That’s not how the system works, and when it’s Democrats blocking Republican presidential agendas, you don’t hear as much screechy teenage whining about it.  Given the actual results of this malevolent and incompetent President’s plans – from the almighty disaster of ObamaCare, to the border crisis deliberately caused by those executive orders he keeps shrieking about – we should all be grateful that we don’t live beneath an imperial executive.

To put it bluntly, if your brilliant ideas involve steamrolling dissenters, disregarding their opinions, and forcing their compliance with schemes they have both practical and moral objections to, you’re living in the wrong country, and should find a benevolent despotism more to your taste.  To the extent “gridlock” is a problem, it’s a problem caused by trying to choke the system with grandiose plans that a properly limited federal government would not pursue.  And yes, Republicans come up with plenty of plans like that, too.  The big difference is that our political and media culture is objectively more likely to thwart Republican ambitions, which is a strong argument in favor of having a Republican president.  At least their scandals get investigated, and the pro-Democrat media holds up congressional instruments like the filibuster as the essence of democracy, rather than yawning while GOP leadership discards them.  You’ll get the picture when, say, President Ted Cruz starts talking about how he plans to use executive orders to get around do-nothing congressional Democrats.

As to this business of the House suing the President for abusing his powers, one of the big obstacles, which Roll Call mentions, is the difficulty of establishing legal “standing” for filing such a suit.  In theory, “Congress as an institution” can claim standing “on the grounds that there has been institutional injury done because its legislative powers have been nullified.”  But this is one way the whole enterprise could be scuttled before it gets out of drydock, and even if standing is determined, it’s hard to imagine how such a lawsuit would be able to choke any results out of the plodding U.S. legal system before Obama shoots his 200th round of golf, calls it a presidency, and heads for his retirement estate.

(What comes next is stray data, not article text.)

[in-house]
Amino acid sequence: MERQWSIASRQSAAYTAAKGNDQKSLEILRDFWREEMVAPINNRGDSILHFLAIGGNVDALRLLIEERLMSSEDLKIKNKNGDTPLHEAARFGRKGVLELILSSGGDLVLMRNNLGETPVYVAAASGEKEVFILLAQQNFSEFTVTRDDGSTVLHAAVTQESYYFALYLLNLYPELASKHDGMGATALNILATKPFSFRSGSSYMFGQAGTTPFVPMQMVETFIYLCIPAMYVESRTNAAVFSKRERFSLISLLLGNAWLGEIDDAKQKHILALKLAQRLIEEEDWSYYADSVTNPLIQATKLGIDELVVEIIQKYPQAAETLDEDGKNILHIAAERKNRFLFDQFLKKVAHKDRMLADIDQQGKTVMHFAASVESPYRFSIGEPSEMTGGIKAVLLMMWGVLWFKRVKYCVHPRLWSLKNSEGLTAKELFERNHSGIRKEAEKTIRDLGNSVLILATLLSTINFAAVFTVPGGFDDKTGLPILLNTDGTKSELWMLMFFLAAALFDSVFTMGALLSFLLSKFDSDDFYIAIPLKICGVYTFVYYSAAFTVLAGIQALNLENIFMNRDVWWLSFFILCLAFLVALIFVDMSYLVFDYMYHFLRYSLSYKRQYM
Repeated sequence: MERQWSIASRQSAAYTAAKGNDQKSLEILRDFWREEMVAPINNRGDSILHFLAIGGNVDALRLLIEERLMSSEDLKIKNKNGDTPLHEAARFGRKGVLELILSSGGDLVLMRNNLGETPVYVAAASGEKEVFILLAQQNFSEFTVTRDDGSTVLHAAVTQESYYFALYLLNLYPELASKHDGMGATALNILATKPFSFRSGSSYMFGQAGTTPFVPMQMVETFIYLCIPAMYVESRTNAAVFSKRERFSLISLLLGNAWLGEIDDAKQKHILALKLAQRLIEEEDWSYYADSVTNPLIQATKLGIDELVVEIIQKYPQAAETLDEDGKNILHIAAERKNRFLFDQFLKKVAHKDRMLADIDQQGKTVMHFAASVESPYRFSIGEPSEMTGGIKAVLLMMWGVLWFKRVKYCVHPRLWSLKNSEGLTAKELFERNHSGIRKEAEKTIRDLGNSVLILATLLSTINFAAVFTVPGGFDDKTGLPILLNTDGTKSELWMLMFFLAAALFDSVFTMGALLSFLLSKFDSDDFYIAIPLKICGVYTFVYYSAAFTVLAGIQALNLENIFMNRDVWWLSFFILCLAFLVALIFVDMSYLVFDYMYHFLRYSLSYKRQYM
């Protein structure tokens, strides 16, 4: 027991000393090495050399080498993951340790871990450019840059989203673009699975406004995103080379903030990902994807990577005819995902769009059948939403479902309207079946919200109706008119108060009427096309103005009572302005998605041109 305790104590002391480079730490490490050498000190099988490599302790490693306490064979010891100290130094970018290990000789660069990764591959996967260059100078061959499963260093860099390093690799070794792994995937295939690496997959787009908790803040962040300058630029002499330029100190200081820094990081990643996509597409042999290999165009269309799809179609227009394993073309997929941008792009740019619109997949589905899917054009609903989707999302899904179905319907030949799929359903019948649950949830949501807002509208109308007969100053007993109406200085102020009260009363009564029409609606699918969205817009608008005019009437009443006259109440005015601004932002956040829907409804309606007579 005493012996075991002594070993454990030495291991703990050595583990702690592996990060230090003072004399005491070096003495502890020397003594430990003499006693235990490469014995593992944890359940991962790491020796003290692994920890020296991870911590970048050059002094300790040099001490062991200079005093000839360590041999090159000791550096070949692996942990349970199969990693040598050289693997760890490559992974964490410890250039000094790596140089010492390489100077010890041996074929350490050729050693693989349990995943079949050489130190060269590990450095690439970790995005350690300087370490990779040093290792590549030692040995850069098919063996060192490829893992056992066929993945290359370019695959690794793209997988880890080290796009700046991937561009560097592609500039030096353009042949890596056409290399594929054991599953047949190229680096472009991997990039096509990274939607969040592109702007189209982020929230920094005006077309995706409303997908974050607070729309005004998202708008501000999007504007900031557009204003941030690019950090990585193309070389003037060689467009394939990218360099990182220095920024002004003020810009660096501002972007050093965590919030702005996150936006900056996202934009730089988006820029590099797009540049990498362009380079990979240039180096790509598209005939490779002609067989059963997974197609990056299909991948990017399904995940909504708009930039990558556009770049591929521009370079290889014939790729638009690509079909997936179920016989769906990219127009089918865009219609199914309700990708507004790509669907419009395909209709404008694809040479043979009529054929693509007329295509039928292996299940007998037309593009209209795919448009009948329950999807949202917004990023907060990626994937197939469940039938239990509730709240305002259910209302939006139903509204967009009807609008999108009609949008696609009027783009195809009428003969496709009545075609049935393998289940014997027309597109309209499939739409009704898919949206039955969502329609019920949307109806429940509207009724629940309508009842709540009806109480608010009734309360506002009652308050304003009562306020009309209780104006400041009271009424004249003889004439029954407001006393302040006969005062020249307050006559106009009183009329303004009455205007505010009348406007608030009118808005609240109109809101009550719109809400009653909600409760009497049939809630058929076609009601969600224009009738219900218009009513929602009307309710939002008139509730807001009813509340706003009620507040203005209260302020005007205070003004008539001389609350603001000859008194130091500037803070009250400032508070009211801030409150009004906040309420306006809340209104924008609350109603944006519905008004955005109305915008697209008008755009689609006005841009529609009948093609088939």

Former prosecutor Andrew McCarthy, writing at PJ Media, sees the lawsuit strategy as a gutless refusal to use the Constitutional powers Congress was given to bring a rogue executive branch to heel – “namely, cutting off the executive branch’s funding and impeaching executive branch officials who violate the law, carry out lawless policy, mislead lawmakers, stonewall investigations, and frustrate Congress’s constitutional oversight function.”

In essence, Boehner & Co. are fecklessly asking the courts to do their heavy lifting for them — a classic case of assuming the pose of meaningful action while in reality doing nothing. And tune in next week when Republicans get back to complaining about how activist judges are making the law rather than interpreting it.

Republican lawmakers will plead with the courts to do something about Obama’s imperiousness because there is political risk in using their own authority. If they employ these game-ending powers, the president will use the bully pulpit to bully them and his media loyalists will echo the demagoguery from here to Election Day.

Clearly, Republicans doubt their competence to win this debate, to make presidential lawlessness the defining issue of our political discourse. They prefer to cruise quietly into November, and hope — as they did in 2012 — that the unpopularity of Obama’s agenda will be enough to carry them through the election. But they also know their agitated base is demanding that they do something to stop or slow the dizzying pace of Obama’s “Change,” which in just the last couple of weeks has given us: the VA scandal, ruinous EPA regulations, the release of top Taliban terrorists to return to the jihad, an invited invasion of thousands of illegal aliens across the Southern border, and revelations that executive officials destroyed key evidence in the IRS scandal.